Ebook Subscriptions

SaaSing The Music Business

19 July 2015

From Hyperbot:

The music business is about to undergo another seismic shift. And Apple’s streaming service is the tsunami that will force the industry to rebuild. Again.

It was around 2005 when I joined Warner Bros. Records as their new head of technology. I was the 20-something-year-old kid who was supposed to have every answer about all things digital. I remember distinctly the first record I worked on. Not because the record was special to me personally (it wasn’t), but because that was when I began to understand how a “record” was viewed by the record labels and the industry.

Back in the day, two things drove music sales: the record itself and the story that publicists told about the record. There were no iTunes pre-sales or bundling the album with new Samsung phones. Everything depended on first-week sales and chart position, as well as how the record rose or fell during the second week. It was a totally anonymous process. Even the record store owners had no idea who was buying. It was a simple transaction reported to SoundScan.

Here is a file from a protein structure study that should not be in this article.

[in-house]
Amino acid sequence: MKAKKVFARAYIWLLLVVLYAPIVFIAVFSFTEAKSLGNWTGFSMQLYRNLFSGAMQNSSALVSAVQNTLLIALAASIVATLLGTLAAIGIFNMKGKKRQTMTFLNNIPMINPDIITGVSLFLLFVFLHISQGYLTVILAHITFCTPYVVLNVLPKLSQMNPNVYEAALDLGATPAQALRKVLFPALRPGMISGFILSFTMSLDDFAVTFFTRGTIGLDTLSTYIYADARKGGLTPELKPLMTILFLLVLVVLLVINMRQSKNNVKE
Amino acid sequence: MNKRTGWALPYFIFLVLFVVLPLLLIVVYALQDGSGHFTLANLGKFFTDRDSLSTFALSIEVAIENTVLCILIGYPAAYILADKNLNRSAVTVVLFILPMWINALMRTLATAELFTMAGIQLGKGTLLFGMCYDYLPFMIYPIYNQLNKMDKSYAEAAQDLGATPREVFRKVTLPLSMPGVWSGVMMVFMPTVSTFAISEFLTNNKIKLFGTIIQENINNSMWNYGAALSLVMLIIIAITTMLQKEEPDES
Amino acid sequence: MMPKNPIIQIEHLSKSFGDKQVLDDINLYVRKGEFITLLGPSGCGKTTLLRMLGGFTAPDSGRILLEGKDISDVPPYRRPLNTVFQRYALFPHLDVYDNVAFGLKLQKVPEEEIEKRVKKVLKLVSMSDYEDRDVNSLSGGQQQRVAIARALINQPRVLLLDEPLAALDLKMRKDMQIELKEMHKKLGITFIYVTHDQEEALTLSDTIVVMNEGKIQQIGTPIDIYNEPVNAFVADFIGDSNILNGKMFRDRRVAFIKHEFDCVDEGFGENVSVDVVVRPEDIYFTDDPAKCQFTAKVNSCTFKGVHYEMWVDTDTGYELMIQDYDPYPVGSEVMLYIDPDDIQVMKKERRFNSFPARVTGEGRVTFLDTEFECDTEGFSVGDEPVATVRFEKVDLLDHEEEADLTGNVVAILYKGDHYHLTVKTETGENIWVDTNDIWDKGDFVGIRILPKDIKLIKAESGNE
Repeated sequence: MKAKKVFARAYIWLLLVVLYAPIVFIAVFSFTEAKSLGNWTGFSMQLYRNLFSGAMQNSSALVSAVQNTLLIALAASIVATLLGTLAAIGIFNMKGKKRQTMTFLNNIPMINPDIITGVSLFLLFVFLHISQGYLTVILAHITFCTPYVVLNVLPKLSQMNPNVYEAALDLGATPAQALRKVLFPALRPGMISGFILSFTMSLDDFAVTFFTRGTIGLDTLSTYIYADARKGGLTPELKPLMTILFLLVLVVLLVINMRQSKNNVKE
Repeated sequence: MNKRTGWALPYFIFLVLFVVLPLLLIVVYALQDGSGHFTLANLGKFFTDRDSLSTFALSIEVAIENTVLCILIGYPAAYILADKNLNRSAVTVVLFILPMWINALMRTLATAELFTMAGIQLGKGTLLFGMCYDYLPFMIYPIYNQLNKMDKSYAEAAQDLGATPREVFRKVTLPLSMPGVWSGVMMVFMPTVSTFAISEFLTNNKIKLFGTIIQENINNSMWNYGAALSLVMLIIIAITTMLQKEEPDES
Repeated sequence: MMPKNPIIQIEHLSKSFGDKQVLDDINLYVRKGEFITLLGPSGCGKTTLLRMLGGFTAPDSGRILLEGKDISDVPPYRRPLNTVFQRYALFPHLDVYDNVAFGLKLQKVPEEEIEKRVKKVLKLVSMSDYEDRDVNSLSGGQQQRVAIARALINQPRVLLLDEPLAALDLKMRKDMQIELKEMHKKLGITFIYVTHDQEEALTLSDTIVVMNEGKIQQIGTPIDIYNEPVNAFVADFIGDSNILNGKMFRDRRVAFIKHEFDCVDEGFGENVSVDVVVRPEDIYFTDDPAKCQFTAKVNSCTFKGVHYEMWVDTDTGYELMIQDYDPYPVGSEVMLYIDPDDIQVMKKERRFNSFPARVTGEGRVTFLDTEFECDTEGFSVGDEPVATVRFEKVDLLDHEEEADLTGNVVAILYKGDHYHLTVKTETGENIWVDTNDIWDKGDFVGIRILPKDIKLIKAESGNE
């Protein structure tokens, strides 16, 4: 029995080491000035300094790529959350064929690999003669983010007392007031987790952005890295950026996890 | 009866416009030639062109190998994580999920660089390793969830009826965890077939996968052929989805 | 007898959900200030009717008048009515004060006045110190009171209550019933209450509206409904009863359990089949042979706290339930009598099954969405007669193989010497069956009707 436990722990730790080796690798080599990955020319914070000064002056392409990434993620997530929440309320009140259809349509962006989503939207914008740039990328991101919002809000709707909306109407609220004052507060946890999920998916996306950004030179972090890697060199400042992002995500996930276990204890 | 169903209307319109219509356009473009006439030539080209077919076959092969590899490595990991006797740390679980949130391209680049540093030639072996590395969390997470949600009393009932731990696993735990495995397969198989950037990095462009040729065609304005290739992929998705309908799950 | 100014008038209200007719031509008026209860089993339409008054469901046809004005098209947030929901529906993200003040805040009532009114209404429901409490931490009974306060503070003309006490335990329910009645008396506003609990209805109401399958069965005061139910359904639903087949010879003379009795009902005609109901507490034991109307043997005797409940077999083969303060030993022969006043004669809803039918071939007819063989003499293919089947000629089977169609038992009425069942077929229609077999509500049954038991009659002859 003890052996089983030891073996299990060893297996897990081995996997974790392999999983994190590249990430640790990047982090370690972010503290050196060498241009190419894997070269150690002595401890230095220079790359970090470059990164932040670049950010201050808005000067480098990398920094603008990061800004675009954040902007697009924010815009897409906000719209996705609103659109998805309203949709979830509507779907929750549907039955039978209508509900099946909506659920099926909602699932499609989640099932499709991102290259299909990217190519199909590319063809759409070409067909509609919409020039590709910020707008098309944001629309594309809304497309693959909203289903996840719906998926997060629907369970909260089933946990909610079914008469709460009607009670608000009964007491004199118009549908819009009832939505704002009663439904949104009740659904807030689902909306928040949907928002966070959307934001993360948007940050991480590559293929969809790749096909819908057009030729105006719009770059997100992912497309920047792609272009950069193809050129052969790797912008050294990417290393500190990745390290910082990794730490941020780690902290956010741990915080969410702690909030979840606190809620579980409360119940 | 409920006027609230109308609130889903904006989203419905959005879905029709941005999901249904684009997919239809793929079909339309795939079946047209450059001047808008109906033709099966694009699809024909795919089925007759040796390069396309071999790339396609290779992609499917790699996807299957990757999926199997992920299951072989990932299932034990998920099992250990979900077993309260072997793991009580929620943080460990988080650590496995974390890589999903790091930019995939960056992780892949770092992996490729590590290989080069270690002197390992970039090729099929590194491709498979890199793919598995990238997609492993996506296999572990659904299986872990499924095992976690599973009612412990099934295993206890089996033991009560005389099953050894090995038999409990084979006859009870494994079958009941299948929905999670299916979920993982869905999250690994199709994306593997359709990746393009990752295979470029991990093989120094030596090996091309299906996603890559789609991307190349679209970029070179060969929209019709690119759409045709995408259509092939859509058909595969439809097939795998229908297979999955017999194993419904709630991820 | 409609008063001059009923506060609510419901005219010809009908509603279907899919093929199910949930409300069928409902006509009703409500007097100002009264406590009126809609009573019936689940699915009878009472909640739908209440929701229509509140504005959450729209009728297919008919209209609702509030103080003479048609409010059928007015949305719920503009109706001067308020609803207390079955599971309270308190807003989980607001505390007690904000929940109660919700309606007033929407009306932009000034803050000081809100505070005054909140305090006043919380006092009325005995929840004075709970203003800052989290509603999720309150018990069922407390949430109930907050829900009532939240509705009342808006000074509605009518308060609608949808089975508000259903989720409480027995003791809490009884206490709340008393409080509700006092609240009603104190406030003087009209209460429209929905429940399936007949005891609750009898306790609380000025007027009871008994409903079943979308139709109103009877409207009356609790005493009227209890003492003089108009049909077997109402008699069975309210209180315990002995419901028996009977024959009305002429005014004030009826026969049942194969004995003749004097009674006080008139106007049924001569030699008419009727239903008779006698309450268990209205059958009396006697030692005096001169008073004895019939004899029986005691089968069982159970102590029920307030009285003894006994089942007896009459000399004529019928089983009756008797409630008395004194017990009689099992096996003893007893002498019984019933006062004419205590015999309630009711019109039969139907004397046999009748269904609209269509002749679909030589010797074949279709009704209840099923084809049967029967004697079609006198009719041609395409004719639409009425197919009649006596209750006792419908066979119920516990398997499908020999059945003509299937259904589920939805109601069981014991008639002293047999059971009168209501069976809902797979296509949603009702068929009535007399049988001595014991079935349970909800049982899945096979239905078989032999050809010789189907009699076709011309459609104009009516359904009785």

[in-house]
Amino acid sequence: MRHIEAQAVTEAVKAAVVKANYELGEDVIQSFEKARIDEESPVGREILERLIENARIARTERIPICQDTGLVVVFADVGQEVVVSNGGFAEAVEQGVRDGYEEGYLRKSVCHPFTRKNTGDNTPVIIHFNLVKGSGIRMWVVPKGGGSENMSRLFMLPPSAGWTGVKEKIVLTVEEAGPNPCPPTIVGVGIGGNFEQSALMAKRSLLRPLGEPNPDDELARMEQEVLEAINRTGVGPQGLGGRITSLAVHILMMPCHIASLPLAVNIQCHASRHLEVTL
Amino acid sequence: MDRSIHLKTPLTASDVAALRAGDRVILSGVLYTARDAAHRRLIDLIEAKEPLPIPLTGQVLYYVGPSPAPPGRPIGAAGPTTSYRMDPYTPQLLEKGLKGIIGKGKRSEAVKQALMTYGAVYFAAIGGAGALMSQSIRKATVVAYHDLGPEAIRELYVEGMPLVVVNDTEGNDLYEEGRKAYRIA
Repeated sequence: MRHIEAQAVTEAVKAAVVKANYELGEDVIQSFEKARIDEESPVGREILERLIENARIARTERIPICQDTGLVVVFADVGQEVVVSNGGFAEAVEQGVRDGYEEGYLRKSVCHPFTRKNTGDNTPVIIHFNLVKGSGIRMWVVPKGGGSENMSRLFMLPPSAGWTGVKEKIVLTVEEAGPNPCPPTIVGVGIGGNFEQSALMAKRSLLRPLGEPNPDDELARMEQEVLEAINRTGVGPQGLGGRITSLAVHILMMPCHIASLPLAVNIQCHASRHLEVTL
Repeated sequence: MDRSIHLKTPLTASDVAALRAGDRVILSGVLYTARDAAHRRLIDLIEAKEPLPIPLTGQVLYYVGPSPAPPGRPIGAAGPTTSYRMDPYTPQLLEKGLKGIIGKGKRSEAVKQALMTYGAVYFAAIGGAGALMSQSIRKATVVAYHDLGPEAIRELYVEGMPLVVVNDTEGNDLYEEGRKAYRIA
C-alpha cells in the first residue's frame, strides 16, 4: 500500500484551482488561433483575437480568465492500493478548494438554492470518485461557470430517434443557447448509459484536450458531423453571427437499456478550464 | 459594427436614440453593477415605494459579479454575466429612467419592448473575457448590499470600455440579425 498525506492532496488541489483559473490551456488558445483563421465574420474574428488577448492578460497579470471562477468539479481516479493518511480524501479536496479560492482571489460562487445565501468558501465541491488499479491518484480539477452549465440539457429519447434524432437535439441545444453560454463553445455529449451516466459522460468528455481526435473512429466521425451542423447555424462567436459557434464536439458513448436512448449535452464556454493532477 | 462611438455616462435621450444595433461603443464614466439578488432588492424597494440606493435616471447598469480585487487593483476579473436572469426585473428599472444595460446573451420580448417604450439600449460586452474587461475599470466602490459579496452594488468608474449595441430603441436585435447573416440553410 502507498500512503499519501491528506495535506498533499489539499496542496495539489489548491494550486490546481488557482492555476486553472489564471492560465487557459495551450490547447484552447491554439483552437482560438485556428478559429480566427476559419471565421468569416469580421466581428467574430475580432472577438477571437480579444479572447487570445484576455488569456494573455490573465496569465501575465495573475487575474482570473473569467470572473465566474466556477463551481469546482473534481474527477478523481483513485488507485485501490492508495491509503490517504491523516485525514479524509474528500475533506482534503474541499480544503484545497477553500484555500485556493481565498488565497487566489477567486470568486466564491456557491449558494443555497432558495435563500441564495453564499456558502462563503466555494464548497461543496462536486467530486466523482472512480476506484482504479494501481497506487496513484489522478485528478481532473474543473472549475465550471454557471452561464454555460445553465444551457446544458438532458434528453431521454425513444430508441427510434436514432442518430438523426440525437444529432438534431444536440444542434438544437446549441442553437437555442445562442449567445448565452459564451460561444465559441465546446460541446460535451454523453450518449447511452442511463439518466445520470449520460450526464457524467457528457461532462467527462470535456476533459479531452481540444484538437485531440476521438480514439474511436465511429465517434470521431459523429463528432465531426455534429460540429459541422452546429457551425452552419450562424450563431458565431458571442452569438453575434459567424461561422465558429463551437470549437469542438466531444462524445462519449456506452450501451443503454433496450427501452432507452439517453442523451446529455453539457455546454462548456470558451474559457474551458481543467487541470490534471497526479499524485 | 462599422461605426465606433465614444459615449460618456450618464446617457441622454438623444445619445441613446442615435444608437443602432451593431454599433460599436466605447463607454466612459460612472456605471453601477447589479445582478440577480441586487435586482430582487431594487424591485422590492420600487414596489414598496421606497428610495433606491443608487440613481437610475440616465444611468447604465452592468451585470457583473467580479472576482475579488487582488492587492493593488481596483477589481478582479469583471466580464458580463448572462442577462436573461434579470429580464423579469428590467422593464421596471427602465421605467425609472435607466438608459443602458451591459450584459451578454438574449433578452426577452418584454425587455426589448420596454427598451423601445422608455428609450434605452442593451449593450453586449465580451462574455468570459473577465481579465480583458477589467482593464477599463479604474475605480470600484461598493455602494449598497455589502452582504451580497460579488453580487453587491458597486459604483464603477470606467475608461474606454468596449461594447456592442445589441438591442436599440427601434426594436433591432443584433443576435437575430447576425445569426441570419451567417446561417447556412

. . . .

By the late 1990s, the music industry had created a pretty successful promotion and publicity machine. First-week sales were driven by meticulously choosing the best single from the record, getting spins on top radio shows, producing big budget videos for MTV, print and TV promotions, record reviews and interviews with the artists. All things served the commerce transaction funnel.

The results of that first week of sales, along with the radio airplay, helped tell the “story.” If the record charted to No. 1 with millions of sales, the news was used to bolster second-week sales, as well as support the second single on radio and MTV and help launch the tour. The story, the sale and the spins — this marketing dance worked over and over again.